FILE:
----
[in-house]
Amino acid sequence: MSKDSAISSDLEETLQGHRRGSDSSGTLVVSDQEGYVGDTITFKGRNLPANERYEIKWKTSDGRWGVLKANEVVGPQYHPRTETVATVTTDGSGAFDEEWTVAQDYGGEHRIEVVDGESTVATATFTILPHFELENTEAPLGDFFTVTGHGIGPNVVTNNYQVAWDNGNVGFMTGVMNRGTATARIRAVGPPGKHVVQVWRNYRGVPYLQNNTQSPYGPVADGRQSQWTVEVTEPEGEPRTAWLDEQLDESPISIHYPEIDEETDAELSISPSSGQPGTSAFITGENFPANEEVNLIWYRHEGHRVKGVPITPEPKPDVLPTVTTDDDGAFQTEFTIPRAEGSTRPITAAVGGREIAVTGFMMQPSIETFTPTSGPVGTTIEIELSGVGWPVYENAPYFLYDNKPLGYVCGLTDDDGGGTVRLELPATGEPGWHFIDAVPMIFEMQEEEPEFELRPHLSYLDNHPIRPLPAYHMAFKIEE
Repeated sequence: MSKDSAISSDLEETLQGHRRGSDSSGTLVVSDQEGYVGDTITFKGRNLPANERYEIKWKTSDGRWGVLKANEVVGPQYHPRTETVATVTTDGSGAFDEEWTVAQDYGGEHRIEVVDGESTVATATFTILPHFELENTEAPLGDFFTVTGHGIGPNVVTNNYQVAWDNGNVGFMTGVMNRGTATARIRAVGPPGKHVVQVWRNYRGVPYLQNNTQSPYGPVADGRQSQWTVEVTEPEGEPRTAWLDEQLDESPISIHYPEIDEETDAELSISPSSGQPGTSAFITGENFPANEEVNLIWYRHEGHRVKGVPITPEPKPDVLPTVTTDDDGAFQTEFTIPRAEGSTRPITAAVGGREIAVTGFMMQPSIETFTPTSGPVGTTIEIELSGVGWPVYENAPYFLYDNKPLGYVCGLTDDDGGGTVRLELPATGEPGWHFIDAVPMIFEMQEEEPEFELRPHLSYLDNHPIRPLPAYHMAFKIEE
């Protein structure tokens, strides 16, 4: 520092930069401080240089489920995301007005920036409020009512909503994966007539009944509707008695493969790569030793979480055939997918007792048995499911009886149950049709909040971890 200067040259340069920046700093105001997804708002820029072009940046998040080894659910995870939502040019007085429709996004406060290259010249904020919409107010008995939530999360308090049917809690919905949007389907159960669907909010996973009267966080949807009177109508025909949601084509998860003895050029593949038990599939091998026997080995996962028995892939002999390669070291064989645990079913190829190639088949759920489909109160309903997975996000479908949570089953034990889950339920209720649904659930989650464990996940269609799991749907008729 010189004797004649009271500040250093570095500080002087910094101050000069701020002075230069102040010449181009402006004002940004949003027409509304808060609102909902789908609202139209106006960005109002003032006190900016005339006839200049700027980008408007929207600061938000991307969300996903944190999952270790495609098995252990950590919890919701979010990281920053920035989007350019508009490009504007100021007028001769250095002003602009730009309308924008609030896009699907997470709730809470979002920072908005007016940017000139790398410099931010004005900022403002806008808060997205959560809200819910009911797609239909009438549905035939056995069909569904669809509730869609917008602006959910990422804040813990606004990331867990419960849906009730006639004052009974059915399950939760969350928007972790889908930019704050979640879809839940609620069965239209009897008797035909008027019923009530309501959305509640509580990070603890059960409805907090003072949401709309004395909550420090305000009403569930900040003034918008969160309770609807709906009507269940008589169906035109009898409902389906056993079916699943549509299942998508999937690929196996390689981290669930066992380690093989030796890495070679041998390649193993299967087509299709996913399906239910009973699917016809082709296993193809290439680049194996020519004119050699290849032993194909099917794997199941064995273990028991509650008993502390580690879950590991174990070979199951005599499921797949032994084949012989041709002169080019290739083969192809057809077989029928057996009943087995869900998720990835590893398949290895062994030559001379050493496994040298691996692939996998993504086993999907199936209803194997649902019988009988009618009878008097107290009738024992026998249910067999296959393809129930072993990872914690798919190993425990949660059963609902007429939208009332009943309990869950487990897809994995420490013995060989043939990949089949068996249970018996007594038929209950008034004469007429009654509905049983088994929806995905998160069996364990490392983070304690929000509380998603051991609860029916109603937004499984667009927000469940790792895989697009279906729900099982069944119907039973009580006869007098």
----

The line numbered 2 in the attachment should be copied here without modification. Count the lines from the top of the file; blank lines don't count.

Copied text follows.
Amino acid sequence: MSKDSAISSDLEETLQGHRRGSDSSGTLVVSDQEGYVGDTITFKGRNLPANERYEIKWKTSDGRWGVLKANEVVGPQYHPRTETVATVTTDGSGAFDEEWTVAQDYGGEHRIEVVDGESTVATATFTILPHFELENTEAPLGDFFTVTGHGIGPNVVTNNYQVAWDNGNVGFMTGVMNRGTATARIRAVGPPGKHVVQVWRNYRGVPYLQNNTQSPYGPVADGRQSQWTVEVTEPEGEPRTAWLDEQLDESPISIHYPEIDEETDAELSISPSSGQPGTSAFITGENFPANEEVNLIWYRHEGHRVKGVPITPEPKPDVLPTVTTDDDGAFQTEFTIPRAEGSTRPITAAVGGREIAVTGFMMQPSIETFTPTSGPVGTTIEIELSGVGWPVYENAPYFLYDNKPLGYVCGLTDDDGGGTVRLELPATGEPGWHFIDAVPMIFEMQEEEPEFELRPHLSYLDNHPIRPLPAYHMAFKIEE